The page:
6 Exercises That Burn More Calories than Running
by Samantha Coogan, MS, RDN, LD
1. Indoor Rowing
This movement engages more muscle groups (arms, legs and back), therefore, on average, you burn about 12.5 calories per minute (size and power output of the athlete will affect your calorie burn). A Concept 2 Rower is one of the most trusted brands to use.
2. Kettlebell Swings
This movement engages the glutes and quads, and then the shoulders as you bring the kettlebell overhead. On average, you’ll burn about 20 calories per minute. Start in a deadlift position with feet outside of the kettlebell, and reach down to pick it up with an upright back. Give yourself a pre-swing between your legs, then aggressively swing back and up until the kettlebell is straight overhead. If you are less proficient with this movement, don’t take the kettlebell up quite as high (shoulder height works well too). Breathe at the top, then control the kettlebell down to swing back through the legs. Repeat for 3 sets of 10. (Onnit Kettlebells are great and have cool designs to boot!)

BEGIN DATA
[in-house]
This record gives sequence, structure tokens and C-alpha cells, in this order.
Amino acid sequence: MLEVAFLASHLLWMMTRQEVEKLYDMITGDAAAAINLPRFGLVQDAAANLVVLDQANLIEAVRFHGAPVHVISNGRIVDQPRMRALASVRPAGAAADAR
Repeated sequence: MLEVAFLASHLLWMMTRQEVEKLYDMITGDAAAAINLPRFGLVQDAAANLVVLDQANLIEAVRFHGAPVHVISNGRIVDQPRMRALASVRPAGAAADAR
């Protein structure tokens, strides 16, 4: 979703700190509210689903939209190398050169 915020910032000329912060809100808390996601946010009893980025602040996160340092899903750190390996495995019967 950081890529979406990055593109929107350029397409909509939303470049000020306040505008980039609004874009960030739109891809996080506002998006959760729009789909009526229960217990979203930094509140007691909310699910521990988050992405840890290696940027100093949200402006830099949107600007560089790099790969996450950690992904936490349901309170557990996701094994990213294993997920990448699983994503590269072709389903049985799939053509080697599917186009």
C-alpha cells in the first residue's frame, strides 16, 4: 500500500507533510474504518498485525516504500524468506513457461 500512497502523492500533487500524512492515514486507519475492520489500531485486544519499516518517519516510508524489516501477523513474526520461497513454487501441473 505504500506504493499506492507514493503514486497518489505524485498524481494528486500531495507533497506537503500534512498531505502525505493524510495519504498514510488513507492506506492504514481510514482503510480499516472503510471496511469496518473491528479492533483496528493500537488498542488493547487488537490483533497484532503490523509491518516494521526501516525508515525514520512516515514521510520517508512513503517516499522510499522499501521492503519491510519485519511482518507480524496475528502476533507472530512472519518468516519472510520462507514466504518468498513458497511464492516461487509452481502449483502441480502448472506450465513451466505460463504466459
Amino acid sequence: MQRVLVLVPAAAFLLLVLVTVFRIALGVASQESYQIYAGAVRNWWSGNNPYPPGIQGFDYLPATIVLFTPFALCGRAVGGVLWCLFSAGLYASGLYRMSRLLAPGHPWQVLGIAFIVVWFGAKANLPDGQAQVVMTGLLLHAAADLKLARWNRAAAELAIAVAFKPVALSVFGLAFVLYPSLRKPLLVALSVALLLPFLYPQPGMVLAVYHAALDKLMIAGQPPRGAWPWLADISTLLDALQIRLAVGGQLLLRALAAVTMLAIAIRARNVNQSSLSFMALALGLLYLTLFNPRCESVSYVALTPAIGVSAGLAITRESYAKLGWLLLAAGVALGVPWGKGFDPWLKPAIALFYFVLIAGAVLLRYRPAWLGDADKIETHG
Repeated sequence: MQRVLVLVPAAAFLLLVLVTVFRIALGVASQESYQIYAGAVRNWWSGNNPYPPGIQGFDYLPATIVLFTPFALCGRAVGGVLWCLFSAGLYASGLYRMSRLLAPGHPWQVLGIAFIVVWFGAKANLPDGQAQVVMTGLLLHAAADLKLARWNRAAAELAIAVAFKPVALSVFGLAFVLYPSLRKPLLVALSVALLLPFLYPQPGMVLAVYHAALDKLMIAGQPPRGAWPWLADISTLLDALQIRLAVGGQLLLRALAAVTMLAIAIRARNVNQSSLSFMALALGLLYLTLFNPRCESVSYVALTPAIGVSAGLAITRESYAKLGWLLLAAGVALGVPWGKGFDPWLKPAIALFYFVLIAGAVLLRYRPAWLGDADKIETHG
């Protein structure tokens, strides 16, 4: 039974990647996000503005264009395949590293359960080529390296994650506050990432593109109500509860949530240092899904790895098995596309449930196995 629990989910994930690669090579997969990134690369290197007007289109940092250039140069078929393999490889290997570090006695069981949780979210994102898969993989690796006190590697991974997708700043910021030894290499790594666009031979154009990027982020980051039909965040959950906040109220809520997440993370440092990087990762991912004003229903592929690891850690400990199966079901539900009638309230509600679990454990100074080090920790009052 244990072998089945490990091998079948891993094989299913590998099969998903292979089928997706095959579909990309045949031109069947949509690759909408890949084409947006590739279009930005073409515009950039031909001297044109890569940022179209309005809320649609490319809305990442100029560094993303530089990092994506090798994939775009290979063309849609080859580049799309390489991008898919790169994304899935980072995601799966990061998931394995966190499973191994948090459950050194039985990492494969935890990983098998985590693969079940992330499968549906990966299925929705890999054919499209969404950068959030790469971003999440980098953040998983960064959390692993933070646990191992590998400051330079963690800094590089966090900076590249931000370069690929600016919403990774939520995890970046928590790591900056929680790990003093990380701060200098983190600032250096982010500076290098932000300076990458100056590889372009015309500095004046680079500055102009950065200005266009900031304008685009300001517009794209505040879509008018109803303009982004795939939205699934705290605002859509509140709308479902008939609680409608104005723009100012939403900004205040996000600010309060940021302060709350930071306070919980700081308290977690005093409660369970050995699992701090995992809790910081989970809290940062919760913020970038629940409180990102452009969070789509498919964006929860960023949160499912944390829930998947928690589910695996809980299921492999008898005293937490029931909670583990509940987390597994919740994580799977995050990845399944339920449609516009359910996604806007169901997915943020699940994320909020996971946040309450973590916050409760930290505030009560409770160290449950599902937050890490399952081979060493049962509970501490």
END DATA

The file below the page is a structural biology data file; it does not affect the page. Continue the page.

3. AirDyne Assault Bike
As you pedal harder on the AirDyne Assault Bike, the resistance increases. You can burn up to 87 calories per minute with this movement. Obviously, your intensity determines your calorie burn.
The average person can burn about 1.5 calories per burpee. Shoot for 10 burpees per minute. According to the ACSM, 10 quick-paced burpees can increase your metabolism as much as a 30-second all-out bike sprint.
5. Tabata Jump Squats
A Tabata is an exercise formula of 20 seconds of work followed by 10 seconds of rest for 8 rounds (4 minutes total). The work time should be at a high intensity since it is such a short duration. An Auburn University study exhibited the participant burned an average of 13.4 calories per minute during a tabata of jump squats, and increased their metabolic rate by 30 minutes.
6. Jumping Rope
100-130 skips at a moderate pace will burn about 13 calories per minute. This movement engages more muscle groups and requires more coordination and balance than running.